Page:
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Orange County is a wasteland. A pit. A bleak, dangerous, humanity-free expanse of wide roads and highways full of speeding killing machines.

On the other hand, it’s also a place where individuals are learning how to take control of their city’s destiny. It’s a beautiful place because resilient people there are trying to uplift each other, and it’s a place that I’ve been glad to call my home for most of the past three years.

Kristopher Fortin wants YOU to donate to Streetsblog California. Photo by Alex Green
Kristopher Fortin wants YOU to donate to Streetsblog California. Photo by Alex Green
Kristopher Fortin wants YOU to donate to Streetsblog California. Photo by Alex Green

During Streetsblog California’s brief life in Orange County, we’ve profiled up-and-coming transit advocates, highlighted the misuse of Level of Service measures leading to dangerously wide roads, and were the first to write about a tenacious group of youth that succeeded in getting a $2.36 million federal transportation grant for the City of Santa Ana’s first protected bike lane. With your continued support we’ll be able to increase our coverage of Orange County as well as the other widely varying regions of California.

The news out of Orange County usually focuses on gang injunctions, conservative culture, beach riots, or corruption—just take a gander at the wonderfully reported Voice of OC to see what I mean. That coverage is valid, because when a government seems to be run like a racket—or a cult—it is more than deserving of the negative attention.

But the stories that miss the headlines aren’t any less important. Neighboring cities Garden Grove and Santa Ana have pushed for and created Open Streets events in their municipalities in recent years. Anaheim is host to one of the most dynamic and engaging adaptive reuse projects in the region, The Packing House. Groups like Santa Ana Active Streets have become major players in Santa Ana transportation issues, advancing an agenda that goes far beyond safety to embrace issues of equity and the inclusion of people of color and low-income communities. (Full disclosure: I sit on the recently formed SAAS Leadership Committee; when I say SAAS is expanding its clout, that’s not hyperbole.)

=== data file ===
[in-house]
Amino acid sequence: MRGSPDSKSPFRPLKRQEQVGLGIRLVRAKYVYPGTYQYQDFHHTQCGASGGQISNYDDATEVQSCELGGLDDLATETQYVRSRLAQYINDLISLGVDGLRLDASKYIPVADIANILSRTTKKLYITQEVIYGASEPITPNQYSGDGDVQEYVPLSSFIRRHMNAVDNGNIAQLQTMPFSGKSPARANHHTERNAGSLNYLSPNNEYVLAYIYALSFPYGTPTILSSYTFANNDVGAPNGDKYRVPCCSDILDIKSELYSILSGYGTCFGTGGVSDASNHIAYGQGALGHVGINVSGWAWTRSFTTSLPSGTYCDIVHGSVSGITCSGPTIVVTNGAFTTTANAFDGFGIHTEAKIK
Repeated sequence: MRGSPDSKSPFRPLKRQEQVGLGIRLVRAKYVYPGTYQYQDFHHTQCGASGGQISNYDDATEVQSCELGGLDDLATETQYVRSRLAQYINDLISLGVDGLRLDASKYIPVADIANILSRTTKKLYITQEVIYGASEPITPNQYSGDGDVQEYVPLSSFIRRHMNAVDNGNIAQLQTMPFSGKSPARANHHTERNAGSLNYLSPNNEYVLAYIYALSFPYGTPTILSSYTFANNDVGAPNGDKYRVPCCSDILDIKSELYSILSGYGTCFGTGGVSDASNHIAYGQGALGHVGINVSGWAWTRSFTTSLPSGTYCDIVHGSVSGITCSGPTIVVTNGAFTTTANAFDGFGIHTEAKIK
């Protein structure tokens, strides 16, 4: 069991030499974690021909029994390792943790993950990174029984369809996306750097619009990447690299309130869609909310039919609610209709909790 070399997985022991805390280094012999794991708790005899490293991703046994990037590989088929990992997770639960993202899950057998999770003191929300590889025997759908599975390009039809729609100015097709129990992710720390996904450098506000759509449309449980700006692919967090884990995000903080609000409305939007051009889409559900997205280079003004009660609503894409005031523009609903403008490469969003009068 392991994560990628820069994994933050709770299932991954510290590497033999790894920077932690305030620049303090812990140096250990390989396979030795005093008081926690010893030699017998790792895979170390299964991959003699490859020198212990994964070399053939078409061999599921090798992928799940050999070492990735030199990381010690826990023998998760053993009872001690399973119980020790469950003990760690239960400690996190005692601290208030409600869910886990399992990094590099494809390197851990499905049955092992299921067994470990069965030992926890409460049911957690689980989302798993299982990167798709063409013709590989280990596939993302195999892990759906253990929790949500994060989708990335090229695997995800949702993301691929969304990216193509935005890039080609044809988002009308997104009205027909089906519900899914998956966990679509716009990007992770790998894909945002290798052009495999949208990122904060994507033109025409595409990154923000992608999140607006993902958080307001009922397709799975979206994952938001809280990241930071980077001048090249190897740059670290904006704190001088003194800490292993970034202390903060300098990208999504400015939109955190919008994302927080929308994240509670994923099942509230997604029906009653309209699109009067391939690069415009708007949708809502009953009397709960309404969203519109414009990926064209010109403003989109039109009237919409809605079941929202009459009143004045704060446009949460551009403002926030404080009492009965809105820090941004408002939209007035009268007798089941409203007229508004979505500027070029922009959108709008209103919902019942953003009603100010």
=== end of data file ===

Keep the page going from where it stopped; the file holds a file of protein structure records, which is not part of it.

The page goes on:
I’ve wanted to write about Orange County transportation issues since I arrived in the area roughly three years ago. I had a few assignments during my brief time at the OC Register, where I cut my teeth on day-to-day reporting, gaining experience that I still cherish today. But that was nothing like the sustainable transportation beat that I knew Streetsblog, if only it were around, would just kill.

The seeds were planted a few years ago in conversations with Streetsblog California’s fearless, bearded leader Damien Newton. With Melanie Curry’s lead on editorial, we’re still nurturing the connections that will help us bring news from the varying regions in the state that are falling through the cracks.

I’ve donated $100 to our campaign, and I’ve also agreed to work on two stories per month, pro bono, centering on Orange County. While we hope that the winds of charity blow into your hearts, Orange County’s transit future is moving fast and is in need of coverage now. There is a lot to discuss. Orange County is the last stop for the High Speed Rail, and OCTA’s Anaheim Regional Transportation Intermodal Center, the ARTIC Station, has been hemorrhaging money since it was built. Santa Ana remains a city where bicyclists and pedestrians are involved in collisions with motorists, leading to avoidable injuries and deaths.

There will be many more stories to write about this region, and I look forward to being a part of making that news coverage a reality. Please support Streetsblog California, and thanks.

Make a donation to Streetsblog California by clicking here.

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